Like steel pins, fasteners constructed of stainless alloys consist of a steel wire that is sharpened or tapered to one end with a head being formed on the other. Cold headed parts are commonly used in tailoring, fashion, upholstery and furniture industries as well as petrochemical, water treatment, pulp and paper, automotive, medical, dental, food processing, aerospace and semiconductor industries where uses range from roofing fixtures to medical implants.
While other processes may be used, manufacturers often produce pins such as these through one or more cold working technique. Also known as cold forming, manufacturers enact the plastic deformation of stainless steel materials at or near ambient room temperatures. This creates a more efficient and compact grain structure, yielding an even stronger and sometimes harder stainless steel product. Precise dimensions are also more easily produced through cold working the pins as compared to hot processes which entail the expansion and contraction of stainless steel as it changes temperature.
Composed primarily of iron with varying amounts of carbon, stainless steel includes a number of individual alloys with similar properties. It is the inclusion of at least 10% chromium that makes these metals stainless. The fabrication of stainless steel pins begins with raw or stock forms comprised of any of these alloys being drawn or otherwise made into cold heading wire. The wire is straightened as needed and fed into a tool and die machine, also known as a header.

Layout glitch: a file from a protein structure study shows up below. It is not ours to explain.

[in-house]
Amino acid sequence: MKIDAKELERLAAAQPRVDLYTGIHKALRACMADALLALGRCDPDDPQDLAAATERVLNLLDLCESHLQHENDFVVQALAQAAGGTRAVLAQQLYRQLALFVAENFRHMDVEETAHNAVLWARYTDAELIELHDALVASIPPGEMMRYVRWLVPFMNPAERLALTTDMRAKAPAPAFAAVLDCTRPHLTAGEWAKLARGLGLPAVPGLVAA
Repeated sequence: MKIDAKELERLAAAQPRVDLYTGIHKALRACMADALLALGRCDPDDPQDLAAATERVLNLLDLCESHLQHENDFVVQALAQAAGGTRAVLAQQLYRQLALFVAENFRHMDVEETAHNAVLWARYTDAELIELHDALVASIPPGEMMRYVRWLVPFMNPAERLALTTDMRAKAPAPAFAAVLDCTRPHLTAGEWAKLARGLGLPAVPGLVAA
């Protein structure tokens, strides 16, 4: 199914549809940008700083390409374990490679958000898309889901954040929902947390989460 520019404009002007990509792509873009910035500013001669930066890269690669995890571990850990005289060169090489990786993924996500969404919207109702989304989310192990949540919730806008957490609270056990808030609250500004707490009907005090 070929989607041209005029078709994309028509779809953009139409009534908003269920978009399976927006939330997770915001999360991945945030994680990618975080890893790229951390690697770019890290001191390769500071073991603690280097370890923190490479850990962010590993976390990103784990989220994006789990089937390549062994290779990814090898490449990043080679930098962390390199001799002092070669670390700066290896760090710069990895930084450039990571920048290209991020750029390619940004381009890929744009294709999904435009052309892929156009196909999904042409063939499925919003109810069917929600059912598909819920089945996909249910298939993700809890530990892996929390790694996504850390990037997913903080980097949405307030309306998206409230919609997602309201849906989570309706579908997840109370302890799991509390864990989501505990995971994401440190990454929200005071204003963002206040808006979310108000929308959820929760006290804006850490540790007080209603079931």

A gripping die holds the metal blank while an indented punch is used to form the head, collar, nut or bolt as needed at one or both ends of the pin. The force used must exceed the elastic limit of the stainless steel in order to permanently alter its shape. The advantages of this cold heading process include consistent production, minimal material waste and quick production rates for even large quantities of pins.
The resulting implement has a fixed shape head at one end and may be either cylindrical along the entire body or tapered at one end. There are several different types of pins, including linch pins, locating and fixture pins, hitch pins, cotter pins, spring pins and dowel pins. It is important to consider the type of pin with regards to the intended application in order to ensure mechanical functionality. Additional concerns include both inner and outer diameter as well as length.